Well said, Dianne. I’m aware there is a larger market for an Alaska-type book than a gear/supplies/skills book. And I think I could probably satisfy that market with an adventure book. But do I want the “job” of writing that book? For now, I get more excited about going on trips with people like where I can share my knowledge and enthusiasm in a very personal and intimate way.

  4. Chris and Anna November 16, 2012 at 12:34 pm #

    Thanks Andrew for these gear suggestions. On our Pacific Crest Trail thru hike, my partner Anna and I shared a tent. For our Appalachian Trail and Te Araroa thru hikes, we are considering a tarp instead. What are the benefits of a pyramid shelter like you used in Alaska, versus a rectangular tarp?

    • Andrew Skurka November 16, 2012 at 12:39 pm #

      The pyramid I used in Alaska is full-sided, so it offers more protection than a flat or A-frame tarp. But it is also heavier and less ventilated, and it can only be pitched in one shape.

      For the AT, I’d recommend an open-sided or A-frame tarp, along with a water-resistant bivy or a bug nest, probably the former since there are two of you and you’ll probably want some communal living area. Never should you need full-sided protection on the AT — if the wind is blowing that hard through your camp, you probably picked a bad campsite — and you’ll appreciate the 5-star ventilation given the East’s humidity.

    • Jason November 17, 2012 at 10:07 am #

      Chris and Anna, if you take a tarp on the Te Araroa (I did) please bring along some kind of serious bug protection, the South Island black flies are a nightmare.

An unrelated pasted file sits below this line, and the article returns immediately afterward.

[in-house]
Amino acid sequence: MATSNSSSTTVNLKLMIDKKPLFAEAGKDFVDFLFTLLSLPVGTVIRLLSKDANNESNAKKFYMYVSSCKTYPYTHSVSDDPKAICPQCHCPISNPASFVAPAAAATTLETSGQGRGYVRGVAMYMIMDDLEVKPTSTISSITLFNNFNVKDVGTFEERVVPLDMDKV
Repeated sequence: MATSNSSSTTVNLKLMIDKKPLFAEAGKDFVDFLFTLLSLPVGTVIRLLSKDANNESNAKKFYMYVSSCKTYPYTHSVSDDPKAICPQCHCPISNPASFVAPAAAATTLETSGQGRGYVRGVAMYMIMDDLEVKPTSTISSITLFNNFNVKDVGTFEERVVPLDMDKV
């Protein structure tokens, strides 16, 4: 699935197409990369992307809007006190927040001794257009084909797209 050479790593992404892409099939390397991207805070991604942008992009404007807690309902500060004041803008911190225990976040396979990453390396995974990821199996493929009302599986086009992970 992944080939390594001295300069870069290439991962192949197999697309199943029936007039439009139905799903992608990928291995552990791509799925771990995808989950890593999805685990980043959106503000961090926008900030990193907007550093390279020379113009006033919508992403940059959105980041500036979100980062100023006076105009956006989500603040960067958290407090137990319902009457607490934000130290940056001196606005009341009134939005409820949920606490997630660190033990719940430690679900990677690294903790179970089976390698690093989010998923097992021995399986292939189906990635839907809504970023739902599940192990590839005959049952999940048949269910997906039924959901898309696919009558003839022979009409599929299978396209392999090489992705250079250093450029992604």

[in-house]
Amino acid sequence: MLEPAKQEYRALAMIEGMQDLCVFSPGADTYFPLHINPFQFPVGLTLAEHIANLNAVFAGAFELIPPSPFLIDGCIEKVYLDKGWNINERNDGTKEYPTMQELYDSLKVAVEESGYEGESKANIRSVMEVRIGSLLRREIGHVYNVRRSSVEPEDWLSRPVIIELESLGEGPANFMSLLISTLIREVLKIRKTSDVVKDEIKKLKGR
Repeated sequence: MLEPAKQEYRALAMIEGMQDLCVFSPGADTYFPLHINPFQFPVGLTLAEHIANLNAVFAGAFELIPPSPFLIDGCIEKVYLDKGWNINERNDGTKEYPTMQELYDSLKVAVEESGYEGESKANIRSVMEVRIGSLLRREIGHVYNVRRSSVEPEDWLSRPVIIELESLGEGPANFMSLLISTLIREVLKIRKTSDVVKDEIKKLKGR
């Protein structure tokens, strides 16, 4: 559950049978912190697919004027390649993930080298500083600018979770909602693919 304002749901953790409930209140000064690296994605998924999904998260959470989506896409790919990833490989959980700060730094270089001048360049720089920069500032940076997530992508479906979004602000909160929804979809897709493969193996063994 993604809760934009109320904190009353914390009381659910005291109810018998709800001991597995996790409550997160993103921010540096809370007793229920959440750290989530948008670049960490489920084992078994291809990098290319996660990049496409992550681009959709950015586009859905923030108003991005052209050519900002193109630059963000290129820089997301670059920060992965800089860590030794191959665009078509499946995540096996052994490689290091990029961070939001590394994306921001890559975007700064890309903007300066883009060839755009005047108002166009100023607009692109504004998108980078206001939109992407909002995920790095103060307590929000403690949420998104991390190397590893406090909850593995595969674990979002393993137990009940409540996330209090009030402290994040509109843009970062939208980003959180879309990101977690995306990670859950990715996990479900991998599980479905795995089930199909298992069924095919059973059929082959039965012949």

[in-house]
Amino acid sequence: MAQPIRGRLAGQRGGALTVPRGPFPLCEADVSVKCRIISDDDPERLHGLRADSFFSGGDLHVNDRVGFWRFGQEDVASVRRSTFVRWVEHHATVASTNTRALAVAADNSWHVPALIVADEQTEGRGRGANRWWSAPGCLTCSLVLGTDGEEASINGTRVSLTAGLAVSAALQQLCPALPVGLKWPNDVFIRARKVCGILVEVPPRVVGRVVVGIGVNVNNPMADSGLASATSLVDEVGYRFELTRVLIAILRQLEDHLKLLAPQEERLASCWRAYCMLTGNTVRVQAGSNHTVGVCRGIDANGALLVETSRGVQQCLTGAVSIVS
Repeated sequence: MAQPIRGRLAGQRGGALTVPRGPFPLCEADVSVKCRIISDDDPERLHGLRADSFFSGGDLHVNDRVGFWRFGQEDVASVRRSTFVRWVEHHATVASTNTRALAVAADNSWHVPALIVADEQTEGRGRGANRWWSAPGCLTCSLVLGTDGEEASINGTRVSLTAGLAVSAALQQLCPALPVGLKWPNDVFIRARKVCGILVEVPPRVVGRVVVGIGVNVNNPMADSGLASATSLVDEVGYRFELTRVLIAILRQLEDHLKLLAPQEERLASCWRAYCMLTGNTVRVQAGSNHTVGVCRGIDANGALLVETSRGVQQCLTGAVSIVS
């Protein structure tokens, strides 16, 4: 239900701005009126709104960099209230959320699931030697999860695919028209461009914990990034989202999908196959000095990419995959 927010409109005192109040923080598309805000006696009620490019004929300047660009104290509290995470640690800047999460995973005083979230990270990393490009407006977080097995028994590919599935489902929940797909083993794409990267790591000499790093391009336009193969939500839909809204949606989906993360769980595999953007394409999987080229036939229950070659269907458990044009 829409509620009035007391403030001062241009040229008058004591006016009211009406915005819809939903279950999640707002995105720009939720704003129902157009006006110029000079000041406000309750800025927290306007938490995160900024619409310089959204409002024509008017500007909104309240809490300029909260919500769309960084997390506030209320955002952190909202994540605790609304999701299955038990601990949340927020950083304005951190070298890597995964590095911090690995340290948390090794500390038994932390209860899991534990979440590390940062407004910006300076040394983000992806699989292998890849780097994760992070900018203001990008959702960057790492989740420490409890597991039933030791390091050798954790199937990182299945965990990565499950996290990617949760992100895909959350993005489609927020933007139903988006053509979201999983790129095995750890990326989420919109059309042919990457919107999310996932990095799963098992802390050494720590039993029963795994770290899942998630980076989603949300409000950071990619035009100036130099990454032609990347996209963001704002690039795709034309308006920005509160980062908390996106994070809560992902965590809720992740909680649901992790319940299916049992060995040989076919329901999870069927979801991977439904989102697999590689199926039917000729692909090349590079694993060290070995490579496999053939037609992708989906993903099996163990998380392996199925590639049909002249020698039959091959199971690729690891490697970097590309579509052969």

And Andrew that was a good article.

    • Bigfoot15 December 21, 2012 at 8:31 pm #

      I think the tarp would be fine on the AT. On really bad days you can likely get into a shelter and I have used a tarp to close the opening on really cold days or if there is rain blowing in. Will want some thing for occasional bugs.

  5. Luke Schmidt November 16, 2012 at 1:01 pm #

    Andrew I hope you’ll write that book soon. First I’d like to read it but also because it might finance another adventure for you.

  6. Bigfoot15 December 21, 2012 at 8:35 pm #

    Great article. Would enjoy a book but know it is alot of work. The Ultimate Gear Guide was a big help to me as I try to lighten up. thanks

  7. Manu March 24, 2013 at 4:51 am #

    Hi Andrew!
    Thanks for the inspiration :)

    I’m looking to buy a new tent for backpacking (I have a sort of ultralight backpacking tent) and I’m really really interested by the duomid you used. Light, easy and quick to set up, some spare room for my gear, really resistant. It just sounds like the perfect deal!
    My plan would be to backpack from Vancouver to the cap horn. I’ve not plan my rout yet, but from all the different type of environment i’d be in and the time it’s going to take me ( a year or so), I’m looking for something really solid, quite confortable and on the top of that, light!

    My main concern with the duomid is the condensation due to poor ventilation.
    Any thought?
    Thanks!

    Manu

    • Andrew Skurka March 24, 2013 at 4:56 am #

      Pitching it off the ground and, when conditions permit, sleeping with the door open is helpful in solving the condensation issue.